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About this Series

Over the past decade, a dramatically new treatment landscape has emerged for the care of patients with advanced-stage melanoma. Since 2010, the US Food and Drug Administration has approved more than 10 drugs, including immunotherapies, molecularly targeted therapies, and numerous combination therapies.

With the durable benefit provided by these new agents, evidence shows that as many as 50% of patients with metastatic disease are now living more than 3 years, and some as long as 8 years, without recurrence, after multiple therapies. Not so just 10 years ago, when no medications were shown to improve overall survival in melanoma. Still, experts report, a third of patients with metastatic melanoma remain refractory to treatment.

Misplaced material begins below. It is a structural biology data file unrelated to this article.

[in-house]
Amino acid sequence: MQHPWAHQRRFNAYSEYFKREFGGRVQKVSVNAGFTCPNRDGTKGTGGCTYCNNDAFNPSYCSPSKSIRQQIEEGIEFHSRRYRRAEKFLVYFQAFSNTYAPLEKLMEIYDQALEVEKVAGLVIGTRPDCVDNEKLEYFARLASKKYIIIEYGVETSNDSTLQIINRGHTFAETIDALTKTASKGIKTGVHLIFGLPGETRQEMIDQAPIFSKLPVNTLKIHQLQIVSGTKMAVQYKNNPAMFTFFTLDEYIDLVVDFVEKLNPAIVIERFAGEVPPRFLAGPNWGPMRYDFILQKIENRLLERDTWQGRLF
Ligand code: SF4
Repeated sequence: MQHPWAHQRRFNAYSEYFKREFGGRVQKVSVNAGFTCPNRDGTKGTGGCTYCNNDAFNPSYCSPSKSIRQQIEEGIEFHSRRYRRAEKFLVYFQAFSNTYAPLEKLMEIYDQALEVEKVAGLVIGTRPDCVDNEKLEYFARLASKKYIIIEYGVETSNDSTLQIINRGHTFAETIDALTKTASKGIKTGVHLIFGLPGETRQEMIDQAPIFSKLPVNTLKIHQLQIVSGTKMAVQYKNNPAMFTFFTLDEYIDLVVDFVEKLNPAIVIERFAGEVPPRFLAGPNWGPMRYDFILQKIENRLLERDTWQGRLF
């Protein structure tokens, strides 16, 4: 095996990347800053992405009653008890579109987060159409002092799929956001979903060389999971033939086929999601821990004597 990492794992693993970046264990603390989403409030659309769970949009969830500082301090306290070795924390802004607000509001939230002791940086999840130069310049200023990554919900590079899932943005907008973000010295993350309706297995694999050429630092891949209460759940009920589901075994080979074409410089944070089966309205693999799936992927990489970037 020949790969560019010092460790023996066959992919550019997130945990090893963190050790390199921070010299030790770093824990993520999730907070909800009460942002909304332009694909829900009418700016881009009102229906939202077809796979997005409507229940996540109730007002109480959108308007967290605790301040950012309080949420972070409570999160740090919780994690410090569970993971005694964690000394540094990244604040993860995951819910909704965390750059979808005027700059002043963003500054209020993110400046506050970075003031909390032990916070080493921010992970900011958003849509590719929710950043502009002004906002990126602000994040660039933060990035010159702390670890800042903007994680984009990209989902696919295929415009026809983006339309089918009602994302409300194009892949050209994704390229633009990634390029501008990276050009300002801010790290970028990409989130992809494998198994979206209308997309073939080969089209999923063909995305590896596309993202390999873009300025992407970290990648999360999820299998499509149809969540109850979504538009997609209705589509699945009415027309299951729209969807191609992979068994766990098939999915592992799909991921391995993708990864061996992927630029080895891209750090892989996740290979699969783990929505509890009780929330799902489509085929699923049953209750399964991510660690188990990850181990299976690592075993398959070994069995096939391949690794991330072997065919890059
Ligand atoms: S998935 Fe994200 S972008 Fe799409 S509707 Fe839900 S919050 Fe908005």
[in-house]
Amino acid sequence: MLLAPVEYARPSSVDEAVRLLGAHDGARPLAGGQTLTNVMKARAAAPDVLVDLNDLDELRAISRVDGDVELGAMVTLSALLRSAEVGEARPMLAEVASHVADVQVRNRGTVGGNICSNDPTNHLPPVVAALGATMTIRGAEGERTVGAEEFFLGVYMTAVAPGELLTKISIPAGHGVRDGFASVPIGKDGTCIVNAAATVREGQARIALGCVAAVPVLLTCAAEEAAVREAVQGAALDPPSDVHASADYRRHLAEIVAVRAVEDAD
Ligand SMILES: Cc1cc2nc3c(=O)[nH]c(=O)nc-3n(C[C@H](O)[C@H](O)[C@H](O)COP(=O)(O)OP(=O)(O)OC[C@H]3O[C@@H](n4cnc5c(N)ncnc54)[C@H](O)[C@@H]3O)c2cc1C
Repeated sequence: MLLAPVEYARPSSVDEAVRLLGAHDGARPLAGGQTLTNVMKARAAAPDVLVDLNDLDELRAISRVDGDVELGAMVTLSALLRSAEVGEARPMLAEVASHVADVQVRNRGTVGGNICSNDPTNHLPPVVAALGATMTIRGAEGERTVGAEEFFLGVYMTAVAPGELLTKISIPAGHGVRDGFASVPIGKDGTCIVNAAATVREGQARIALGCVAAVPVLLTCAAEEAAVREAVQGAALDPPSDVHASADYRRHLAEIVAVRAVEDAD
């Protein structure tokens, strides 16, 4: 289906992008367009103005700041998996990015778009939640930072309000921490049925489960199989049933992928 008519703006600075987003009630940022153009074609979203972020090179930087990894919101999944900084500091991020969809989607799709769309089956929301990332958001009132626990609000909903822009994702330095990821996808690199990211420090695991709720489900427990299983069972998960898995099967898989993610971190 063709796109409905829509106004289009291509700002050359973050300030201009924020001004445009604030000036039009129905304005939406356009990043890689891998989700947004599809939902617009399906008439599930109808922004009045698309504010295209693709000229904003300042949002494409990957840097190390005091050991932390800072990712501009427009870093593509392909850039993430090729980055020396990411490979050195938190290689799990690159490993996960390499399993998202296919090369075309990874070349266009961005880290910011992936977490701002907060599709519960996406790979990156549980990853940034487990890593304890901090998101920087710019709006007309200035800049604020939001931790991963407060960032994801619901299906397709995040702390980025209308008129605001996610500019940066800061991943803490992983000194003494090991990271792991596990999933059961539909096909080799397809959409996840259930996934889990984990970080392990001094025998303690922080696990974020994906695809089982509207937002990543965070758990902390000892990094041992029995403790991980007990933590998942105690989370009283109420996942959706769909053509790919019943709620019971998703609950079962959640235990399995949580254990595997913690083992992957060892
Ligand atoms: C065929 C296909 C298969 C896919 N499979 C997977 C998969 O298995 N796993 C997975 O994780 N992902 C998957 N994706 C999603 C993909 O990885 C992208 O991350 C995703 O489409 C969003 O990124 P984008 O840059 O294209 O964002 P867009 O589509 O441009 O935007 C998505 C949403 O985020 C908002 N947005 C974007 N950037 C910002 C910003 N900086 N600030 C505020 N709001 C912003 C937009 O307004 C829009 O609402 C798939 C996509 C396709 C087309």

In this series, University of Chicago oncologists and immunology experts work to increase patient survival with the use of the latest therapies as well as new modalities in clinical trials. Their immune response research, particularly in the area of gut microbiota, may soon offer up clues to prevent melanoma cells from becoming resistant to immunotherapy and may identify potential new biomarkers of immune response.

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